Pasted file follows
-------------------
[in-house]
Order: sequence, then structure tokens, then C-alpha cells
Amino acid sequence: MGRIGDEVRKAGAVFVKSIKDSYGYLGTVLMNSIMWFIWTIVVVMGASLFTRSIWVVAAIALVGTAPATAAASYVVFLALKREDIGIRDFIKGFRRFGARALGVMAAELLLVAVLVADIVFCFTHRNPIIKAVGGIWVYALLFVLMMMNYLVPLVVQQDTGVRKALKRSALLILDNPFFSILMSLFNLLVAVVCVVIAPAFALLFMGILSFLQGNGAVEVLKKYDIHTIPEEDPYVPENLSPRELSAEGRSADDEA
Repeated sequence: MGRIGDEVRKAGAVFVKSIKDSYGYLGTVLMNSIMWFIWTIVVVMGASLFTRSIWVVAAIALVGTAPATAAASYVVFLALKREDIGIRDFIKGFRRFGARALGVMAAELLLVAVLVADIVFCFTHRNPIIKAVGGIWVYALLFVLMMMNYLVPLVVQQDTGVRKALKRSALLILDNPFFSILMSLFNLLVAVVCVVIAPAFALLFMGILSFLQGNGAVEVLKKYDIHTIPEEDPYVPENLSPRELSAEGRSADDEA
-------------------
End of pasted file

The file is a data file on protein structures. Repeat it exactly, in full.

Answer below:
[in-house]
Order: sequence, then structure tokens, then C-alpha cells
Amino acid sequence: MGRIGDEVRKAGAVFVKSIKDSYGYLGTVLMNSIMWFIWTIVVVMGASLFTRSIWVVAAIALVGTAPATAAASYVVFLALKREDIGIRDFIKGFRRFGARALGVMAAELLLVAVLVADIVFCFTHRNPIIKAVGGIWVYALLFVLMMMNYLVPLVVQQDTGVRKALKRSALLILDNPFFSILMSLFNLLVAVVCVVIAPAFALLFMGILSFLQGNGAVEVLKKYDIHTIPEEDPYVPENLSPRELSAEGRSADDEA
Repeated sequence: MGRIGDEVRKAGAVFVKSIKDSYGYLGTVLMNSIMWFIWTIVVVMGASLFTRSIWVVAAIALVGTAPATAAASYVVFLALKREDIGIRDFIKGFRRFGARALGVMAAELLLVAVLVADIVFCFTHRNPIIKAVGGIWVYALLFVLMMMNYLVPLVVQQDTGVRKALKRSALLILDNPFFSILMSLFNLLVAVVCVVIAPAFALLFMGILSFLQGNGAVEVLKKYDIHTIPEEDPYVPENLSPRELSAEGRSADDEA